Microsoft first introduced a way to bring tabs to File Explorer and other parts of the Windows with Sets, a Windows Insider feature that first appeared in RS5 build 17618. It then disappeared in build 17704, with the company taking it “offline” to improve the user experience while “continuing to better integrate Office and Microsoft Edge into Sets.” At that time, Microsoft promised that “Sets will return in a future WIP flight,” but we haven’t heard much if anything about Sets since.
In the meantime, of course, Microsoft subsequently announced that it was rebuilding Edge using Chromium, which as it turns out affects a lot more than just the browser. We haven’t heard anything definitive as to how or when Microsoft will remove EdgeHTML, which runs lots of OS shell level experiences in Windows 10, including Sets, or what will replace it. Users, however, are still clamoring for a tabbed experience, and one of them asked Rich Turner from Microsoft about it last Friday:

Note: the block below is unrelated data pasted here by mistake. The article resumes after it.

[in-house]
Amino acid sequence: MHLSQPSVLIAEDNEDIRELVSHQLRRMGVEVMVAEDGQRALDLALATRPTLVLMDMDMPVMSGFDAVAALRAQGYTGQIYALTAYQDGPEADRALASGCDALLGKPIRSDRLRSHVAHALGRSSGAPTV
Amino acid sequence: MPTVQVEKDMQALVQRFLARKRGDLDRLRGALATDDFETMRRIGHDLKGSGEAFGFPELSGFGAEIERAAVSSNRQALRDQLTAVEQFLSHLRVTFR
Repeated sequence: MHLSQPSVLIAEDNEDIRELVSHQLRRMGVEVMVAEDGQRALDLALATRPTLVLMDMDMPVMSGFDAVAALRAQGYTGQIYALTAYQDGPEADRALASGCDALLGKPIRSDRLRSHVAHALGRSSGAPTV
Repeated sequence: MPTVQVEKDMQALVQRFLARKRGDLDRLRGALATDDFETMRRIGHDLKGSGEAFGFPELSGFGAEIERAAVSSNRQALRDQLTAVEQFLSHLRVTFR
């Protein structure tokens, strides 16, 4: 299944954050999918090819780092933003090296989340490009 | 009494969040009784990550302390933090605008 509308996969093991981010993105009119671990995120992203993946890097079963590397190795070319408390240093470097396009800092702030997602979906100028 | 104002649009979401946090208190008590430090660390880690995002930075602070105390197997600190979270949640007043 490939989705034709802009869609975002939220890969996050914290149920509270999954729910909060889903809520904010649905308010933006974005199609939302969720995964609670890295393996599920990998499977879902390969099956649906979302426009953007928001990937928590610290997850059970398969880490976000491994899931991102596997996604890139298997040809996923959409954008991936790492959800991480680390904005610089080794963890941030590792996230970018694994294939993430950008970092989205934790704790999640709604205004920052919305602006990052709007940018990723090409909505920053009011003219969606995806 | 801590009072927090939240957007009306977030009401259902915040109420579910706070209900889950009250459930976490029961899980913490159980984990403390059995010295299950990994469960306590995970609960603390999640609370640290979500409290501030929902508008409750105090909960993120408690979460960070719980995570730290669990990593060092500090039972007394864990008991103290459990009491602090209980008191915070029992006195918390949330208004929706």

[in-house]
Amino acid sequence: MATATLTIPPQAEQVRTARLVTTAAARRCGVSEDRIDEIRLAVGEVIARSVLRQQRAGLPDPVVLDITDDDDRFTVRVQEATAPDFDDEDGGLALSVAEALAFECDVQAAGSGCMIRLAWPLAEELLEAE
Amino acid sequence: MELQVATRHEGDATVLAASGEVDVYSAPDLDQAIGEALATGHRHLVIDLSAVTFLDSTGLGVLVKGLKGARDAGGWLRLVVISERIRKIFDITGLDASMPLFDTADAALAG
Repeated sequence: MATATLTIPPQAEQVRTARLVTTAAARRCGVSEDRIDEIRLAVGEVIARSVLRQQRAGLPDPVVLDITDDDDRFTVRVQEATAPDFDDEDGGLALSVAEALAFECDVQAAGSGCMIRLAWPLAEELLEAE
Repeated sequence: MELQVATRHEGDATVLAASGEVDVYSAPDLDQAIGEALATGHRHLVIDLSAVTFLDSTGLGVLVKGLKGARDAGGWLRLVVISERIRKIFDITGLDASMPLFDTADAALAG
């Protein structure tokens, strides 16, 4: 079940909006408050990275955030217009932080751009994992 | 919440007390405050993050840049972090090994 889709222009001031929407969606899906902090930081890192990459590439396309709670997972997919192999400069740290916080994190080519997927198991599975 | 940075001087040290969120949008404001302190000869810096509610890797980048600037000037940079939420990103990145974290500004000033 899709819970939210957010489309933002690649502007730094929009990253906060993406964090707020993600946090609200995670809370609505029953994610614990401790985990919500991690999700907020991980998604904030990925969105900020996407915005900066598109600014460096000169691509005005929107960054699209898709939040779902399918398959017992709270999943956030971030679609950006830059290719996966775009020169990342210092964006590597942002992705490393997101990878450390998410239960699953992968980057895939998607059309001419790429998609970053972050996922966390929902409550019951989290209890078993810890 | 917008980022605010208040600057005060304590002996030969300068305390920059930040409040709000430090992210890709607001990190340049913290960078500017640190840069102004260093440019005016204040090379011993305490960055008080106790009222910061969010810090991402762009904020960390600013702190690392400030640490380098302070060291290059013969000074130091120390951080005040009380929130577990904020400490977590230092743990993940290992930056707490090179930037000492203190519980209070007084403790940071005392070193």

The Shell-provided tab experience is no more, but adding tabs is high on our to do list.
— Rich Tur-minal-ner-d (@richturn_ms) April 20, 2019
One interesting note to Turner’s response is in calling Sets etc. a “shell-provided” experience, perhaps hinting that the future of OS level tabs will work differently, which it almost by definition will have to as Microsoft eventually removes EdgeHTML from Windows.
For now, if you’re waiting for tabs in File Explorer, you’re going to have to continue to wait. How Microsoft replaces EdgeHTML in Windows 10 is a much bigger issue than replacing EdgeHTML with Chromium in a browser, and we haven’t heard specifics of how that is going to work. At least now we have some indication that tabs will be returning, so that’s good news.